Posted by: mariakopecky | November 2, 2012

Conserve School’s Great Sylvania Expedition

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Conserve School’s English and History students made another trip into the Sylvania Wilderness this week to partake in the Great Sylvania Expedition.  Acting as influential Yellowstone explorers Gustavus C. Doane, Thomas Moran, and William Henry Jackson, students wrote, sketched, and photographed the beauties of the Sylvania Wilderness.  Next Wednesday, they will present their work in teams of three to a Congressional committee (History Teacher Michael Salat and English Teacher Jeff Rennicke) with the hope of securing protection for the area.

Lieutenant Gustavus C. Doane, a military escort for the Washburn Expedition of 1870, not only protected Washburn and his team but wrote thorough reports of Yellowstone’s natural phenomena.  Students taking on Doane’s role during the Great Sylvania Expedition wrote detailed descriptions of Sylvania and why it should be protected.

Thomas Moran, a member of the Hayden Expedition of 1871, is known for his breathtaking paintings and drawings that introduced the public the beauties and colors of the Yellowstone area.  Conserve School students who tackled Moran’s job created artistic representations of the resources and beauty they found in Sylvania.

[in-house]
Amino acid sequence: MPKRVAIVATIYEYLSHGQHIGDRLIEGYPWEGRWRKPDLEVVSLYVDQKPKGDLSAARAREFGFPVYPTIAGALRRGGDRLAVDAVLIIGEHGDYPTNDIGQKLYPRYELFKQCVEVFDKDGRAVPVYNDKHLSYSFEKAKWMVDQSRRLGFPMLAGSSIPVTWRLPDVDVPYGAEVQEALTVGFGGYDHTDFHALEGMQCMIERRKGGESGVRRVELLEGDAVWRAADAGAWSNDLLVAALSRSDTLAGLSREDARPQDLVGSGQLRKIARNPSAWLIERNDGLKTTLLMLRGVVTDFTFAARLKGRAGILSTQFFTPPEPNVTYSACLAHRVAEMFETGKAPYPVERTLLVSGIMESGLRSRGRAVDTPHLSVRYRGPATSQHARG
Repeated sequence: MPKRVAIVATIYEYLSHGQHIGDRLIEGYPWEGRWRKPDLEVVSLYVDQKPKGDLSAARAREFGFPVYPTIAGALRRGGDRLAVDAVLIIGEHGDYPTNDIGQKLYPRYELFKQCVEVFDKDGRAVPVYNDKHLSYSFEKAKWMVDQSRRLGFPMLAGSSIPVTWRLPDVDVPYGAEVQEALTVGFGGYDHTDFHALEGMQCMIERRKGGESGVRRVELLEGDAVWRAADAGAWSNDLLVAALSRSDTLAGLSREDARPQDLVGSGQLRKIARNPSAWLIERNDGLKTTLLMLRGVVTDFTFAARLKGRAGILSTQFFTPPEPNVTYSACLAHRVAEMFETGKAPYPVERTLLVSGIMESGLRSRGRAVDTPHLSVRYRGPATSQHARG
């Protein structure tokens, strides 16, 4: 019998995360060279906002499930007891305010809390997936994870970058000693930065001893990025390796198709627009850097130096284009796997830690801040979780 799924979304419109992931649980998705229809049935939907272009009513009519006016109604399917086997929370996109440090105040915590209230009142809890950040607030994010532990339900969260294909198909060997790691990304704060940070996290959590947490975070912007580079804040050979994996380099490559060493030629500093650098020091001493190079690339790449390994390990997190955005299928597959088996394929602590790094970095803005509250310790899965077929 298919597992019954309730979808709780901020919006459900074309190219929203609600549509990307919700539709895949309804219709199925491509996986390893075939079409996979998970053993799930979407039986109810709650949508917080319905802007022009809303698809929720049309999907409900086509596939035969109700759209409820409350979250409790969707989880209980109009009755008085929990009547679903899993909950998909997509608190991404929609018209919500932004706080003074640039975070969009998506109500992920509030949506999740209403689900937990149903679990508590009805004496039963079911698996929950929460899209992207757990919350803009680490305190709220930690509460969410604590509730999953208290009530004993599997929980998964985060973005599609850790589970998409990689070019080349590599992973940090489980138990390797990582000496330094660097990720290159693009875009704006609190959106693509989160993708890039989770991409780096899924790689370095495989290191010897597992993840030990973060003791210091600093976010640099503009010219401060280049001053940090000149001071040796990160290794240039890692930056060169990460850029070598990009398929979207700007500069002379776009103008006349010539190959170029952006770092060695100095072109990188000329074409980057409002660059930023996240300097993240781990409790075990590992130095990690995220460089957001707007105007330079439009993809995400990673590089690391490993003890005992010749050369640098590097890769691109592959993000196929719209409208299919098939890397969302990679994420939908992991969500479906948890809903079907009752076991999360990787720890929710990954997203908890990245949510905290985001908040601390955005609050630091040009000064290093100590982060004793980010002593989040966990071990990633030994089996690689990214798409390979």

William Henry Jackson, also a member of the Hayden Expedition of 1871, took photographs of the Yellowstone area that complemented Moran’s artwork.  Student photographers acting as Jackson took at least three photographs of unique and important aspects of Sylvania.

Doane’s writings, Moran’s artwork, and Jackson’s photographs were all influential in convincing the United States Congress to create Yellowstone National Park in 1872.  Although the Sylvania Wilderness is already a protected area, this activity gave the students a chance to experience the joys and challenges that accompany the documentation of a wilderness expedition.

– Graduate Fellow Maria Kopecky (Thank you to Heather Lumpkin for some of the photos!)


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